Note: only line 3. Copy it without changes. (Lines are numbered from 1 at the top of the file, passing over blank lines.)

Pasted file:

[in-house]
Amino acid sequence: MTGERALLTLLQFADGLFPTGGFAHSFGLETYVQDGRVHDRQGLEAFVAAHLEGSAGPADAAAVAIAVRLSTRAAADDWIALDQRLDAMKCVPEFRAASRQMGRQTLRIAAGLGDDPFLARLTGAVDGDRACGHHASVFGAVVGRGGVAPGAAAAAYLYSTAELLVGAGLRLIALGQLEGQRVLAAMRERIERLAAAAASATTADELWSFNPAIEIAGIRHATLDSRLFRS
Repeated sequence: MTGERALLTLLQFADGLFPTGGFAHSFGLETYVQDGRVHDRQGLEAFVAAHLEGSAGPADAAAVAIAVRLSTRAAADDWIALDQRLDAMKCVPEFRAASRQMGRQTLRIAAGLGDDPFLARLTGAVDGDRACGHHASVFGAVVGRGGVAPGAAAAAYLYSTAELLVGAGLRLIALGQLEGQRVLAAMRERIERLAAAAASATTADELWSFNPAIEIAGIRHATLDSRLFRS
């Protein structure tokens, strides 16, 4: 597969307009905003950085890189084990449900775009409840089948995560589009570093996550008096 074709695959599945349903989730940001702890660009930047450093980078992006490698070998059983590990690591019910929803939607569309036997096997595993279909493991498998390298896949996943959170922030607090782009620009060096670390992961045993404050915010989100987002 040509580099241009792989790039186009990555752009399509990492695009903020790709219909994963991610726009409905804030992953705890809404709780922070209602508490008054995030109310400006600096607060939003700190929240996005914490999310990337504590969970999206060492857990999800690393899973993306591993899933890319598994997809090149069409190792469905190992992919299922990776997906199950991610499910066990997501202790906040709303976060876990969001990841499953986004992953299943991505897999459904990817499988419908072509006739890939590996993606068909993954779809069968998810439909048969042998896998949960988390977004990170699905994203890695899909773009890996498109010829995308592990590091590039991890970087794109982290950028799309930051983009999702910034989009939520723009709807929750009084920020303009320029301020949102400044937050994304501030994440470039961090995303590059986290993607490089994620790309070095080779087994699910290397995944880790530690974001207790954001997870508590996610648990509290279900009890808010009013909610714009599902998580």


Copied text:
Repeated sequence: MTGERALLTLLQFADGLFPTGGFAHSFGLETYVQDGRVHDRQGLEAFVAAHLEGSAGPADAAAVAIAVRLSTRAAADDWIALDQRLDAMKCVPEFRAASRQMGRQTLRIAAGLGDDPFLARLTGAVDGDRACGHHASVFGAVVGRGGVAPGAAAAAYLYSTAELLVGAGLRLIALGQLEGQRVLAAMRERIERLAAAAASATTADELWSFNPAIEIAGIRHATLDSRLFRS